Both queens also reigned longer than all of their predecessors, with Elizabeth overtaking Victoria’s 63-year rule on 9 September 2015. In season five of The Crown, Elizabeth rebukes the QVS criticism by saying that she is pleased to have been compared to Queen Victoria. “It could only ever be taken as a compliment,” she remarks.
What’s more certain is the Queen’s own feelings about calls for abdication, which she made clear in her Christmas broadcast in 1991. “Next February will see the fortieth anniversary of my father's death and of my Accession. Over the years I have tried to follow my father's example and to serve you as best I can,” she told the Commonwealth. “I feel the same obligation to you that I felt in 1952. With your prayers, and your help, and with the love and support of my family, I shall try to serve you in the years to come.”
Is The Crown’s choice, then, to centre a public opinion poll simply attempting to capture the ebbs and flows of anti-monarchy sentiment? As royal historian Philip Ziegler told Hitchens in 1991: “There's always been a problem with irresponsible behaviour on the part of fringe members of the royal family,” he said. “And I suppose there always will be. But it's a mistake to confuse public alarm at this with resentment of the monarchy itself.”
What did prime minister John Major think of the royal family?
The new season also introduces a new prime minister, John Major (Jonny Lee Miller). A key scene shows him reluctantly admonishing the Queen for requesting public funds to pay for the refurbishment of her beloved royal yacht Britannia – reinforcing the sentiment that she is, indeed, out of touch with public mood and the realities of everyday life in Britain during an economic downturn. (Britannia would indeed be decommissioned as a royal yacht in 1994, with the Queen’s final use of the vessel in 1997.)
Late in the episode, the new prime minister is also portrayed discussing with Prince Charles the possibility of the Queen’s abdication – something that the real former prime minister has since come out and refuted.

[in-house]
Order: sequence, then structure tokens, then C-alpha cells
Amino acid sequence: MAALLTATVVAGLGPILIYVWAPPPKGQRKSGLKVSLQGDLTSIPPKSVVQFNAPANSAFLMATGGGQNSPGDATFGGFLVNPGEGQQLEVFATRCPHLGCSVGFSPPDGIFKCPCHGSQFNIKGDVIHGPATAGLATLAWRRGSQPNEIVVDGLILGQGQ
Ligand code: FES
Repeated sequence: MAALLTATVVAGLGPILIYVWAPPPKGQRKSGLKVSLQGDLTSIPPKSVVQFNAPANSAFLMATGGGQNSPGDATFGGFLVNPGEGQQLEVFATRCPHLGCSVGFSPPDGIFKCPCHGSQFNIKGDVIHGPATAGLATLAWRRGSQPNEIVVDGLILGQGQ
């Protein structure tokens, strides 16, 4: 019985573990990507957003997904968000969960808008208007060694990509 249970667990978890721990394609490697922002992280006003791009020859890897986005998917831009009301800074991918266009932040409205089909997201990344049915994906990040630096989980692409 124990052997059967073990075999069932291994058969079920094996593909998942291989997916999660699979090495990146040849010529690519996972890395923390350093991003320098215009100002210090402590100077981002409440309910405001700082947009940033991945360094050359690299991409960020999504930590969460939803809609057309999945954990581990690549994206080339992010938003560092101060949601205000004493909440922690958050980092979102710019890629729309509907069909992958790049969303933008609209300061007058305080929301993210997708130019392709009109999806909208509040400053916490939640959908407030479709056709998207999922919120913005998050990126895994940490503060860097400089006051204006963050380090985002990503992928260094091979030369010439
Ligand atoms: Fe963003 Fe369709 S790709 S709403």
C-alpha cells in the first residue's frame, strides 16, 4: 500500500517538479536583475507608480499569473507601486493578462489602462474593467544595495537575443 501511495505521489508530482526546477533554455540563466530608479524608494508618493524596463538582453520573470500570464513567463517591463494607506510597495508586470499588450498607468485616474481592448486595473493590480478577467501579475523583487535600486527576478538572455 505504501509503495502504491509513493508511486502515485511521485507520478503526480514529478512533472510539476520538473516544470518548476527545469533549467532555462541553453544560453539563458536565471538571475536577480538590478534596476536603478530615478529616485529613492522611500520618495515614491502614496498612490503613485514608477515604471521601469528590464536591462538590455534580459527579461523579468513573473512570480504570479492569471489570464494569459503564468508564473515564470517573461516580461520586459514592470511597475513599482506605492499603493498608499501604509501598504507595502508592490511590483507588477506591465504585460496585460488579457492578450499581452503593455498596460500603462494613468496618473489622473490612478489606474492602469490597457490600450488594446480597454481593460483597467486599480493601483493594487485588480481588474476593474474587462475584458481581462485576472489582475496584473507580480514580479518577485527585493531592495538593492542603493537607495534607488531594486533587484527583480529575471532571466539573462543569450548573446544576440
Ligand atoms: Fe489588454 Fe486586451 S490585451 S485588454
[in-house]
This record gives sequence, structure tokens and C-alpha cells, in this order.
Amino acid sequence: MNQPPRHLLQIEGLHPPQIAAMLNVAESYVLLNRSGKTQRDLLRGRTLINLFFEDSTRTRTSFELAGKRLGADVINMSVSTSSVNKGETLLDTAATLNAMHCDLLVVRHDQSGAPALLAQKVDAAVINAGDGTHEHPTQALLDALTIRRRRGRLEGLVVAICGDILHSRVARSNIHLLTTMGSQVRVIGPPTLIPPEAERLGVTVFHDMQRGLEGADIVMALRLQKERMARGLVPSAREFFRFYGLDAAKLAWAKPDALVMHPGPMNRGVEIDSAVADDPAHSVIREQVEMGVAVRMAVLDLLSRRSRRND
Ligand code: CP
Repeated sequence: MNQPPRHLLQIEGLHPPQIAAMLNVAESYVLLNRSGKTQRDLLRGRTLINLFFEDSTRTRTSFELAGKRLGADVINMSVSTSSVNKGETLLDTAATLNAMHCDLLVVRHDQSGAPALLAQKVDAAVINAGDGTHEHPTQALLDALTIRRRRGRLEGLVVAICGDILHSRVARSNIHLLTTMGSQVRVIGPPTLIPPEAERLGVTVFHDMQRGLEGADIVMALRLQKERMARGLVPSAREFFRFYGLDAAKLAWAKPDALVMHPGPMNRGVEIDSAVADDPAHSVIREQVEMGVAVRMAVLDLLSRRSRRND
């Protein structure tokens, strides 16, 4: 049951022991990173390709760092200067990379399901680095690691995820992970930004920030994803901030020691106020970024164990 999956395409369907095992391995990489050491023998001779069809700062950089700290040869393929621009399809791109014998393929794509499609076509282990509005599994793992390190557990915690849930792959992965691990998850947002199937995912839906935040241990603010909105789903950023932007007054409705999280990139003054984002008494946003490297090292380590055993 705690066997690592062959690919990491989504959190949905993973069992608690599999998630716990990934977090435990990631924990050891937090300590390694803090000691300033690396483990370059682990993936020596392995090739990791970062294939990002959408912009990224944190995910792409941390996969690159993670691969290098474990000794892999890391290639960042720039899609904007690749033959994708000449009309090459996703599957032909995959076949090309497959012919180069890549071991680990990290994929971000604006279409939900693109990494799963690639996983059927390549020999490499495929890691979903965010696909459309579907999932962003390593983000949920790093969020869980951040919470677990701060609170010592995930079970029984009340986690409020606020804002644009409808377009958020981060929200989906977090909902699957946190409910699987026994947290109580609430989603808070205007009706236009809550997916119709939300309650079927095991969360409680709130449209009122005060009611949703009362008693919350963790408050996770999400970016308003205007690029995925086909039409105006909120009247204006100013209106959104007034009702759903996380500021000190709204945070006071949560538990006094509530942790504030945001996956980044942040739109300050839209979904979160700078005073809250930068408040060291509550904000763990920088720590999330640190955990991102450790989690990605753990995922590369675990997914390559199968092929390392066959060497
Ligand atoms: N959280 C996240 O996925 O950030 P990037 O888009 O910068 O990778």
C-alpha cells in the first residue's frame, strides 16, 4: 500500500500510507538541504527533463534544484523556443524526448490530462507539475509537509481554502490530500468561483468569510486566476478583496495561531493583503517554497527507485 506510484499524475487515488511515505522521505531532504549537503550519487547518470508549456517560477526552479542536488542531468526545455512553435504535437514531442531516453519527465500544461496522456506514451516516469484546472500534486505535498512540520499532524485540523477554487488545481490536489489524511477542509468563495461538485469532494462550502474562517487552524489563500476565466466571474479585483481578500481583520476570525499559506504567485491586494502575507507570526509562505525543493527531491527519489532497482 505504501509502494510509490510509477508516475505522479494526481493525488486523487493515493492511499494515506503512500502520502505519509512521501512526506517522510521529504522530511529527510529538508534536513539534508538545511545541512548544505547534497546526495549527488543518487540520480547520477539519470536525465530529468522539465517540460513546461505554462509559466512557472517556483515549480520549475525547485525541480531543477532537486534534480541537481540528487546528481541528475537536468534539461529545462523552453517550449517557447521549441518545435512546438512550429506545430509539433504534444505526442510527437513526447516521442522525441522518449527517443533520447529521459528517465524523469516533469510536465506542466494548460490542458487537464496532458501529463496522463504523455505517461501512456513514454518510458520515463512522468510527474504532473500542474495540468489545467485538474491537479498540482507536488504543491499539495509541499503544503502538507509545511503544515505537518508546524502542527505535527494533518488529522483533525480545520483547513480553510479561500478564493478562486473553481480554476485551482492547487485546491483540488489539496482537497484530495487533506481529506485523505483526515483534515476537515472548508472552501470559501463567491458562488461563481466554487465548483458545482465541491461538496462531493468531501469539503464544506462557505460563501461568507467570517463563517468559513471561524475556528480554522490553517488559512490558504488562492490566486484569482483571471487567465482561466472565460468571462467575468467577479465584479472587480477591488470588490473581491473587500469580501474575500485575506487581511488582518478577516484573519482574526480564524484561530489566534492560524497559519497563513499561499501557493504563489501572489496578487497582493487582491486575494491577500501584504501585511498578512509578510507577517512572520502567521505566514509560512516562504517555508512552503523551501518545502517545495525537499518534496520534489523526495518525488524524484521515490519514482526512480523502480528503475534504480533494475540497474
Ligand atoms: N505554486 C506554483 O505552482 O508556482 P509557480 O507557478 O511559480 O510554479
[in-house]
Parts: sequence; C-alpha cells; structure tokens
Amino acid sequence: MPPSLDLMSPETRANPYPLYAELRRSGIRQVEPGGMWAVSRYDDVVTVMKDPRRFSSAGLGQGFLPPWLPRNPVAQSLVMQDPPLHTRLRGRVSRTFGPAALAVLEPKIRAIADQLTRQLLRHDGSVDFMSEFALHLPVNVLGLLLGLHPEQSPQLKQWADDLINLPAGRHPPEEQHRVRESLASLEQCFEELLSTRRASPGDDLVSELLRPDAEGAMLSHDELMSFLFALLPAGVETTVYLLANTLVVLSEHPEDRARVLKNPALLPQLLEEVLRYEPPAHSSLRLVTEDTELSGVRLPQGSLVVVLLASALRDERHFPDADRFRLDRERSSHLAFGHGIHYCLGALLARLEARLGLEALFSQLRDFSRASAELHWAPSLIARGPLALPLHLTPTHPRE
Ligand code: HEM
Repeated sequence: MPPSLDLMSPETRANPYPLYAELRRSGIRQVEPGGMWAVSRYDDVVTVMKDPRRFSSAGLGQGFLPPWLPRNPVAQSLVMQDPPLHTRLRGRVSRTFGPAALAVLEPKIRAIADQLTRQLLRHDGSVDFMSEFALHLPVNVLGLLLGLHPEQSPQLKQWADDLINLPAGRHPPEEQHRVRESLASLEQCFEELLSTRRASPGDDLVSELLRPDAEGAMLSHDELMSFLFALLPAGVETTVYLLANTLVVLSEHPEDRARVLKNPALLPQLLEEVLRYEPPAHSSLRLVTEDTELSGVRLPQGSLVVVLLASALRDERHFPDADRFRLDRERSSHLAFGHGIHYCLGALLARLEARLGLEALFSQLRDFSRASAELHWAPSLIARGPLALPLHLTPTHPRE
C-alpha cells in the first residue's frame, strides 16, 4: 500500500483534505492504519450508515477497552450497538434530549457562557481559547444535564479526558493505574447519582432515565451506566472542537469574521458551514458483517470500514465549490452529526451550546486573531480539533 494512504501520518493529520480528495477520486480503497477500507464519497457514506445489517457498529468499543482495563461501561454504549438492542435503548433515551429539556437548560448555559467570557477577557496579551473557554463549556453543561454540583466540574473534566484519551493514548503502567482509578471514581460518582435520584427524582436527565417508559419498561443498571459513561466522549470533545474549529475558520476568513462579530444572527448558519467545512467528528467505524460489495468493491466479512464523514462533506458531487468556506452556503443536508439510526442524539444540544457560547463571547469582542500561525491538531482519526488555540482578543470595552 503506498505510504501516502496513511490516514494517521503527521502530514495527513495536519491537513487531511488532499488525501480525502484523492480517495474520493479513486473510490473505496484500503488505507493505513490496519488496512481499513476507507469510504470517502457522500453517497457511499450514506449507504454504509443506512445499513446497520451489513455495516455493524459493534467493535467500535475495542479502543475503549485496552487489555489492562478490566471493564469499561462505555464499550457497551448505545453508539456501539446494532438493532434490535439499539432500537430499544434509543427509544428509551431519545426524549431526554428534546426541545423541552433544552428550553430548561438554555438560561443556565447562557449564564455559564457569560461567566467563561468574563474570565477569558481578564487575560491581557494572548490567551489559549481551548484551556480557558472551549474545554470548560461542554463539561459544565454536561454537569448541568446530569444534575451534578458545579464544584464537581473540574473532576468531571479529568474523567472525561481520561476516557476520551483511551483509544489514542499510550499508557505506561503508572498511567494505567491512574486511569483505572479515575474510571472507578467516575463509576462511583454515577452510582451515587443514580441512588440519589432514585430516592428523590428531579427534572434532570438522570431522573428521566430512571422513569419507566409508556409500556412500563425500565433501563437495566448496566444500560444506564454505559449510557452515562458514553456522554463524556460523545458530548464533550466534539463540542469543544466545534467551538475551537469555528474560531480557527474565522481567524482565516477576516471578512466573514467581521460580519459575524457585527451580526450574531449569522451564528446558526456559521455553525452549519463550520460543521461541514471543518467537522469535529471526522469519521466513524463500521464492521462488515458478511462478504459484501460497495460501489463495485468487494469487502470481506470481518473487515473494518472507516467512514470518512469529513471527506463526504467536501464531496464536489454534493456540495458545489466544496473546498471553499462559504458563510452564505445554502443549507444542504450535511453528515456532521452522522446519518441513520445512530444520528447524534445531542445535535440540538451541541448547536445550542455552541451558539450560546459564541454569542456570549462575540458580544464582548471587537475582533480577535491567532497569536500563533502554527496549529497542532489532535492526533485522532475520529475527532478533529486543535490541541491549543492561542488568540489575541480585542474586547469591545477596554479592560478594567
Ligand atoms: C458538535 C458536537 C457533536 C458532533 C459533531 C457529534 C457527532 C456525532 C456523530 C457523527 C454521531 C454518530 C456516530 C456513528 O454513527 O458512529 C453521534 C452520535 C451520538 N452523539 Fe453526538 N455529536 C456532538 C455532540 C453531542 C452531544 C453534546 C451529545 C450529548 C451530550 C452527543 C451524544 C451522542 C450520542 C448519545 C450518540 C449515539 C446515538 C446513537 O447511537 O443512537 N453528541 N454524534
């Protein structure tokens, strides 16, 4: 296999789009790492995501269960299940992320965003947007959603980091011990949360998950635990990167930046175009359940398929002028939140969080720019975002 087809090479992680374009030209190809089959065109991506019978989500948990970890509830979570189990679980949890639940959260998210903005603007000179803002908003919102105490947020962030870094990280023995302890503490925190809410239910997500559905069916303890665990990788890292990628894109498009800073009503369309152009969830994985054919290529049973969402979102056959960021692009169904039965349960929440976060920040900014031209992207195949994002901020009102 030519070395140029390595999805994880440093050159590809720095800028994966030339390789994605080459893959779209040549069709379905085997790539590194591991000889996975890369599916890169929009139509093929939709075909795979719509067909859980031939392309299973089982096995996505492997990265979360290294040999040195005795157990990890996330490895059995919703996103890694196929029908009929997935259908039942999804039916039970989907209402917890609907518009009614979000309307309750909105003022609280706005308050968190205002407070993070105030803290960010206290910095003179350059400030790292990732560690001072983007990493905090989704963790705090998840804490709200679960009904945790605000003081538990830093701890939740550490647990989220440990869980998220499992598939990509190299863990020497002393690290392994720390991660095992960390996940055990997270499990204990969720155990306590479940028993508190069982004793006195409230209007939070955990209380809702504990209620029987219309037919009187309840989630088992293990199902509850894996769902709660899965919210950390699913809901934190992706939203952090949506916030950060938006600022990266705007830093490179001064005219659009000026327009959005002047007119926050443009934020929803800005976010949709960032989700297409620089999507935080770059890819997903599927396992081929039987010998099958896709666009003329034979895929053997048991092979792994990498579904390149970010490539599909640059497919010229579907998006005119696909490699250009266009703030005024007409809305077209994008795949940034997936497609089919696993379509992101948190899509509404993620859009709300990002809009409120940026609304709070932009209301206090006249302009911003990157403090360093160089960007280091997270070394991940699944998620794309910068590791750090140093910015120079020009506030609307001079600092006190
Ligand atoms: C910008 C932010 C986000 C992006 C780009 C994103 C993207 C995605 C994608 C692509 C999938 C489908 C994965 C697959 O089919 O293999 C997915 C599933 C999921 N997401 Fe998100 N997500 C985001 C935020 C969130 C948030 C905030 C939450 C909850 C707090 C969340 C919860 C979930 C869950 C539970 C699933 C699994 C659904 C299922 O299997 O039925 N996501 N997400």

“Sir John has not co-operated in any way with The Crown. Nor has he ever been approached by them to fact-check any script material in this or any other series,” a spokesperson for Major said. “There was never any discussion between Sir John and the then Prince of Wales about any possible abdication of the late Queen Elizabeth II.” Major has also since written in a letter to the Daily Telegraph that the season’s portrayal of the Queen “will be profoundly hurtful to a family who are still grieving for the very person on whose life the entire drama was founded.”
So what do we know about the real relationship between John Major and the Queen? It is true that Major took the decision that Britain could no longer afford the royal yacht Britannia (a decision often wrongly attributed to Tony Blair). However, he is also on record as having described the real Elizabeth II as “compassionate, shrewd, well-informed, pragmatic and wise, with an unshakeable commitment to duty”. He has also said that “any prime minister would be foolish not to consider [her counsel] with care. All of them soon learn that the Queen, far from being cut off from her people, is very much aware of the shifting tides of public opinion – indeed often ahead of it.”
And did he ever express anti-monarchy sentiments, as alluded to in The Crown? Historian Richard Toye describes Major as “a convinced monarchist”, who in 2022 “appears to be a sincere admirer of Britain’s new king.” When presenting Charles with the 2013 Sir Winston Churchill Award, Major commented: “Our recipient tonight has – over the years – faced his own criticism, his own setbacks, yet held firm to his own beliefs. That is the first of many reasons he is truly worthy of the award made to him.”
Diana and Charles: did they go on a ‘second honeymoon’?
The breakdown of Charles and Diana’s marriage was well on its way to decline in season four of The Crown – and it suffers further blows in the opening episode of season five. The couple initially put on a dazzling public display of affection as they arrive for their ‘second honeymoon’ in Italy. In August 1991, the royal couple did take a boat trip with their sons, Princes William and Harry, when they stayed on the naval yacht Alexandra off Naples.